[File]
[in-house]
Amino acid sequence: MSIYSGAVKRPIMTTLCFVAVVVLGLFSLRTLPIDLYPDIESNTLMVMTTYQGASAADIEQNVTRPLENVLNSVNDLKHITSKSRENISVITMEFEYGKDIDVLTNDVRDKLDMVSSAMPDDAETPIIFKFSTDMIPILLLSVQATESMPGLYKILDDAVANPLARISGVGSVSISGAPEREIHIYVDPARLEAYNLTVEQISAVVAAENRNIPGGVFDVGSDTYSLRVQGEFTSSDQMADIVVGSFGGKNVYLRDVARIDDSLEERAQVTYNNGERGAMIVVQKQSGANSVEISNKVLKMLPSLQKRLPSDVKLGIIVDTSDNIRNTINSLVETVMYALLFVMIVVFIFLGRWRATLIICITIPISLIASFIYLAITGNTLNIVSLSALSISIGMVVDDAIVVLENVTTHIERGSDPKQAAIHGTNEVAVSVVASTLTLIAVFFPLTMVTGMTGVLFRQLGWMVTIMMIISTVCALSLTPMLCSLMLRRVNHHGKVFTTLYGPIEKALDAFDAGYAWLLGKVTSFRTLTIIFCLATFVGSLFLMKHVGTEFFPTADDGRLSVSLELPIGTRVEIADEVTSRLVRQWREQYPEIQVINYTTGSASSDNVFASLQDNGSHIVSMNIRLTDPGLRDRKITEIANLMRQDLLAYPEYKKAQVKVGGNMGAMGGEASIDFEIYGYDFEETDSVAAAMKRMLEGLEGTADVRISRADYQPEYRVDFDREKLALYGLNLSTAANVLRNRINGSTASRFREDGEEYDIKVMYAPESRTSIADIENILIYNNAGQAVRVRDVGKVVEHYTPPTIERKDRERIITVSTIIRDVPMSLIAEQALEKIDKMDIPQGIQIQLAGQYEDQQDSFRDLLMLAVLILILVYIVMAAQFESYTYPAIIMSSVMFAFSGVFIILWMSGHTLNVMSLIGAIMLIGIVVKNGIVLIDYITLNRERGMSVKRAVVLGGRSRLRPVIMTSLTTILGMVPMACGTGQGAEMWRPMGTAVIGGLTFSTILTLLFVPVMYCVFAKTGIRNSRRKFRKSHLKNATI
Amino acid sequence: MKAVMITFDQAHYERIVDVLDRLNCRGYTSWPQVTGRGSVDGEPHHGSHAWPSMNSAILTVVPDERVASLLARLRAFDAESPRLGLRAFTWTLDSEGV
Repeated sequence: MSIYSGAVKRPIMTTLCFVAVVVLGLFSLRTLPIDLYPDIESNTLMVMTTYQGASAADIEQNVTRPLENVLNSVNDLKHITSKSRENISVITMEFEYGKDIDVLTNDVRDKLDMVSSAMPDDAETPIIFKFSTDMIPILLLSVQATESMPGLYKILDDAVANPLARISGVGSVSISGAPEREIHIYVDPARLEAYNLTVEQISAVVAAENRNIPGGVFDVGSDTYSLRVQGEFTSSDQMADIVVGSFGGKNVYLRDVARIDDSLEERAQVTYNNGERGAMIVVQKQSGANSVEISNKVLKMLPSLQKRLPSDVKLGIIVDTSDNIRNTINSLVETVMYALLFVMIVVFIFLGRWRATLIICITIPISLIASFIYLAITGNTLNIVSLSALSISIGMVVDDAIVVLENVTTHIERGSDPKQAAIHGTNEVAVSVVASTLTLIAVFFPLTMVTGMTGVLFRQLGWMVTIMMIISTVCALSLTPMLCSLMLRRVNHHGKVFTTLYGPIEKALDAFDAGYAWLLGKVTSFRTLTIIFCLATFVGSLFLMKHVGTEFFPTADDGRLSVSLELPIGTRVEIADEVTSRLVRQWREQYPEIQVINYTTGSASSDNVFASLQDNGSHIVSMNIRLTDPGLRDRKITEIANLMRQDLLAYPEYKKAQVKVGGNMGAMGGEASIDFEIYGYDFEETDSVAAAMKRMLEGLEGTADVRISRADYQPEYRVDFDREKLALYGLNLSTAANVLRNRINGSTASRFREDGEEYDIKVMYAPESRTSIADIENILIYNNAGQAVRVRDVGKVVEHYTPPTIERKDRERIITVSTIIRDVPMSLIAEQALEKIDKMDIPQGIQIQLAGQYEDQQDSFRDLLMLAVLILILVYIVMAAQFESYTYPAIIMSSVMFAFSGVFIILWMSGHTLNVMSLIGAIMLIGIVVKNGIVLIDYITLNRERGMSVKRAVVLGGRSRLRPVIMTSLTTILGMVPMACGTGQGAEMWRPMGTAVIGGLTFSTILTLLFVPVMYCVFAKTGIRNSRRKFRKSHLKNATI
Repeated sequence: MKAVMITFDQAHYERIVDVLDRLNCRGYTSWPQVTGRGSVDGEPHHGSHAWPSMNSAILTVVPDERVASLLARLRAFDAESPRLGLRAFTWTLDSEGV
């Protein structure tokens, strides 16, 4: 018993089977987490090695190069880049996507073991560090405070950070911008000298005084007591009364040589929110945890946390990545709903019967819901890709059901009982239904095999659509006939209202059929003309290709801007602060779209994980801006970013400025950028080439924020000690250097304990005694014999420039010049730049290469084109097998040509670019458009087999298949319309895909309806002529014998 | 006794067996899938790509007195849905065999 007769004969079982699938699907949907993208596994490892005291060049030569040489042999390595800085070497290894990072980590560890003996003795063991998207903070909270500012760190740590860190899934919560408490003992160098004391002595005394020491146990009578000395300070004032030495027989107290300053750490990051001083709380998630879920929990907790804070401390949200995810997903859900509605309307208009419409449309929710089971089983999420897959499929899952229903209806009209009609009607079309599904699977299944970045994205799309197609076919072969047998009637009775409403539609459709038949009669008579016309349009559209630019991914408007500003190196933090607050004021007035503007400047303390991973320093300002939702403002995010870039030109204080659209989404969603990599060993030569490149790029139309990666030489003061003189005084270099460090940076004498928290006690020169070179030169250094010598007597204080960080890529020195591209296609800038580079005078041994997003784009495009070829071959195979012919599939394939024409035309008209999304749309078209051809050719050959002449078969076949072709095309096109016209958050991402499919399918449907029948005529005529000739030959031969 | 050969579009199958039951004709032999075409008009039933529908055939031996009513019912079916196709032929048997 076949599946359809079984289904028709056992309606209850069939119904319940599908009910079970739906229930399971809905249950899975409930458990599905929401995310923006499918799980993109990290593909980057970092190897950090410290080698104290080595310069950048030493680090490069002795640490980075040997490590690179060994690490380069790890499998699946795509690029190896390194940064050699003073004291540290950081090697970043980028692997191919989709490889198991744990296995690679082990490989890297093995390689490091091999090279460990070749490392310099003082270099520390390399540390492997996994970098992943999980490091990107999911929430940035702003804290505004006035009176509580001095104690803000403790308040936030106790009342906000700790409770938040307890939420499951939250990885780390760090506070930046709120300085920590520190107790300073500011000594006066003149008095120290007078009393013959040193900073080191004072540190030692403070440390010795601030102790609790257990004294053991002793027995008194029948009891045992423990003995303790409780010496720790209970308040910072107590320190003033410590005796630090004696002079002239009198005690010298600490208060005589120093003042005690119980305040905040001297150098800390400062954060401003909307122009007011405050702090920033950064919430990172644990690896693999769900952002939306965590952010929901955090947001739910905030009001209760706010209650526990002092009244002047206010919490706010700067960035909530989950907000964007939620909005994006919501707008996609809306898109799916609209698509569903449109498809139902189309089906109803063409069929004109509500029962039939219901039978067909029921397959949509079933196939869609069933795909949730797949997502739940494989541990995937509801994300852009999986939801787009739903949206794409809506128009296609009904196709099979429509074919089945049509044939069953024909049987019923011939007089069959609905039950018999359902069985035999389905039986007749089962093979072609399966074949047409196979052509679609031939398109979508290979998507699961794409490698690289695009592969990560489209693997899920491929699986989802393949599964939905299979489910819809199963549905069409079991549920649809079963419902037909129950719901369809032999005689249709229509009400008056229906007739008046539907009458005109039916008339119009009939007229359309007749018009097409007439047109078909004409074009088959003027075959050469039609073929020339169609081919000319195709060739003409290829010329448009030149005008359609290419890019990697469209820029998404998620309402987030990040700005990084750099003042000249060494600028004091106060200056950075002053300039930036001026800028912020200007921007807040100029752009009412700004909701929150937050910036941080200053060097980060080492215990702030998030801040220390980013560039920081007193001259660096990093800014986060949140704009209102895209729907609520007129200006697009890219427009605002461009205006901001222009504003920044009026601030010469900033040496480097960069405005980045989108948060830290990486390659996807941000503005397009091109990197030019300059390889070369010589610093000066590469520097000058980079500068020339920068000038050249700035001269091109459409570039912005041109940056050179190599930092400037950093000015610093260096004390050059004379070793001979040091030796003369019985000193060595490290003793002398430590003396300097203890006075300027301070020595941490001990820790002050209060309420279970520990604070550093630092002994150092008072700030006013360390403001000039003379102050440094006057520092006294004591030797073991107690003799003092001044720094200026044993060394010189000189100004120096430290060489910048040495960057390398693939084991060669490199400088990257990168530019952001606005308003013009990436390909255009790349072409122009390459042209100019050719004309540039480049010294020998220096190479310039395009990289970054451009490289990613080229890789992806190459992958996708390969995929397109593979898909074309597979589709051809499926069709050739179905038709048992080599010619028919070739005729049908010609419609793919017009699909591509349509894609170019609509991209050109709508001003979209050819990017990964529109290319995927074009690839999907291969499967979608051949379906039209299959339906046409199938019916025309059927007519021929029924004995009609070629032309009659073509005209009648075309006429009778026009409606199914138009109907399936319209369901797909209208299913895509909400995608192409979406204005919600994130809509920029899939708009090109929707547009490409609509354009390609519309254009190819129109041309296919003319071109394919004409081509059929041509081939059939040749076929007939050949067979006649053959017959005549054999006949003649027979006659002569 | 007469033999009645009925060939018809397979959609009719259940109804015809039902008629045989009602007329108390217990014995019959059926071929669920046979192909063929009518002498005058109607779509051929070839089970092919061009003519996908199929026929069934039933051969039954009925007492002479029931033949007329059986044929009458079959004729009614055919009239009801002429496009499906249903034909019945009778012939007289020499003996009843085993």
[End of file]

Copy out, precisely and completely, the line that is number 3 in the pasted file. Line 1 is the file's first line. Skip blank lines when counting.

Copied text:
Amino acid sequence: MKAVMITFDQAHYERIVDVLDRLNCRGYTSWPQVTGRGSVDGEPHHGSHAWPSMNSAILTVVPDERVASLLARLRAFDAESPRLGLRAFTWTLDSEGV